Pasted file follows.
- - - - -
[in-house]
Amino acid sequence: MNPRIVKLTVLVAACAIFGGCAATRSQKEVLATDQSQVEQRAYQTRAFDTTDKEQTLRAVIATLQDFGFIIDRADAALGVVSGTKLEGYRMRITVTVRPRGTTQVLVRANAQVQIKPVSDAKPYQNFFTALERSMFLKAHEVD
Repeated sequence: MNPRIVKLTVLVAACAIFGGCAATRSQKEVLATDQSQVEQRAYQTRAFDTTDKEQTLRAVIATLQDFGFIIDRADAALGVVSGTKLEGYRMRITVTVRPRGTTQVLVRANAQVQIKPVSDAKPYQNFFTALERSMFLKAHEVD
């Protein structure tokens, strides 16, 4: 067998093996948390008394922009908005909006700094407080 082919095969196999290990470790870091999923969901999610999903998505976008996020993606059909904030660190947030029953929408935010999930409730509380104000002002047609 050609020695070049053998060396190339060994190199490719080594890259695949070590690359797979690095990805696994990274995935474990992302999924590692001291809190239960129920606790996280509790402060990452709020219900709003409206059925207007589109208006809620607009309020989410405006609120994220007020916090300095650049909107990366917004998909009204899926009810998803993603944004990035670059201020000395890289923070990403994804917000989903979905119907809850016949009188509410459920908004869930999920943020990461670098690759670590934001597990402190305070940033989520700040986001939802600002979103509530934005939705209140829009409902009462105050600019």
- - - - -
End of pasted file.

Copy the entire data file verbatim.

[in-house]
Amino acid sequence: MNPRIVKLTVLVAACAIFGGCAATRSQKEVLATDQSQVEQRAYQTRAFDTTDKEQTLRAVIATLQDFGFIIDRADAALGVVSGTKLEGYRMRITVTVRPRGTTQVLVRANAQVQIKPVSDAKPYQNFFTALERSMFLKAHEVD
Repeated sequence: MNPRIVKLTVLVAACAIFGGCAATRSQKEVLATDQSQVEQRAYQTRAFDTTDKEQTLRAVIATLQDFGFIIDRADAALGVVSGTKLEGYRMRITVTVRPRGTTQVLVRANAQVQIKPVSDAKPYQNFFTALERSMFLKAHEVD
């Protein structure tokens, strides 16, 4: 067998093996948390008394922009908005909006700094407080 082919095969196999290990470790870091999923969901999610999903998505976008996020993606059909904030660190947030029953929408935010999930409730509380104000002002047609 050609020695070049053998060396190339060994190199490719080594890259695949070590690359797979690095990805696994990274995935474990992302999924590692001291809190239960129920606790996280509790402060990452709020219900709003409206059925207007589109208006809620607009309020989410405006609120994220007020916090300095650049909107990366917004998909009204899926009810998803993603944004990035670059201020000395890289923070990403994804917000989903979905119907809850016949009188509410459920908004869930999920943020990461670098690759670590934001597990402190305070940033989520700040986001939802600002979103509530934005939705209140829009409902009462105050600019």